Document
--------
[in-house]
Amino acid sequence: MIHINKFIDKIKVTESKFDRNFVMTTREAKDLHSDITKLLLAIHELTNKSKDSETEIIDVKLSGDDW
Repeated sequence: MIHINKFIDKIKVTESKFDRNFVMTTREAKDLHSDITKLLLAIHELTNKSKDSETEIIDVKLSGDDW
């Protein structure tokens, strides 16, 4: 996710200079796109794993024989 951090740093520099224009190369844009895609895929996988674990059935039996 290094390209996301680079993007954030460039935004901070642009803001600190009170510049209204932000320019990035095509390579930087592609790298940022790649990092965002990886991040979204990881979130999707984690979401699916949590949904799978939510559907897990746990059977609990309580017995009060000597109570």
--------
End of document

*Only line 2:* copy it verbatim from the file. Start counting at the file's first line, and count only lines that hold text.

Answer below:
Amino acid sequence: MIHINKFIDKIKVTESKFDRNFVMTTREAKDLHSDITKLLLAIHELTNKSKDSETEIIDVKLSGDDW